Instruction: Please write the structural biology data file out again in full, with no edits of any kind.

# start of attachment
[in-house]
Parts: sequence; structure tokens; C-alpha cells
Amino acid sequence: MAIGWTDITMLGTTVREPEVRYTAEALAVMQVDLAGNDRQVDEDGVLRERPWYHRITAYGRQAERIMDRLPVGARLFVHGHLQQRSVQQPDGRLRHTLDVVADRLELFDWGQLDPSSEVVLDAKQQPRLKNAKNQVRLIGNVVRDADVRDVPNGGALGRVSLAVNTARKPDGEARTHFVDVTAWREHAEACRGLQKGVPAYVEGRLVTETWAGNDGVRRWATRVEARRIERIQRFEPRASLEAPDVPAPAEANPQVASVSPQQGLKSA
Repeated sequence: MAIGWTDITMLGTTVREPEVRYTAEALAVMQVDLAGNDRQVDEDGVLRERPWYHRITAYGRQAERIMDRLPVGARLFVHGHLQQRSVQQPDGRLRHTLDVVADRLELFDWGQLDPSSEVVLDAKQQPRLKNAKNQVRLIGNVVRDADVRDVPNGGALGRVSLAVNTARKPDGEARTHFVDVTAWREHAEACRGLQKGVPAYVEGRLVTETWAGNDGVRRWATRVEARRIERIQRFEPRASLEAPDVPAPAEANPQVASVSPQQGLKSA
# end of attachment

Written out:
[in-house]
Parts: sequence; structure tokens; C-alpha cells
Amino acid sequence: MAIGWTDITMLGTTVREPEVRYTAEALAVMQVDLAGNDRQVDEDGVLRERPWYHRITAYGRQAERIMDRLPVGARLFVHGHLQQRSVQQPDGRLRHTLDVVADRLELFDWGQLDPSSEVVLDAKQQPRLKNAKNQVRLIGNVVRDADVRDVPNGGALGRVSLAVNTARKPDGEARTHFVDVTAWREHAEACRGLQKGVPAYVEGRLVTETWAGNDGVRRWATRVEARRIERIQRFEPRASLEAPDVPAPAEANPQVASVSPQQGLKSA
Repeated sequence: MAIGWTDITMLGTTVREPEVRYTAEALAVMQVDLAGNDRQVDEDGVLRERPWYHRITAYGRQAERIMDRLPVGARLFVHGHLQQRSVQQPDGRLRHTLDVVADRLELFDWGQLDPSSEVVLDAKQQPRLKNAKNQVRLIGNVVRDADVRDVPNGGALGRVSLAVNTARKPDGEARTHFVDVTAWREHAEACRGLQKGVPAYVEGRLVTETWAGNDGVRRWATRVEARRIERIQRFEPRASLEAPDVPAPAEANPQVASVSPQQGLKSA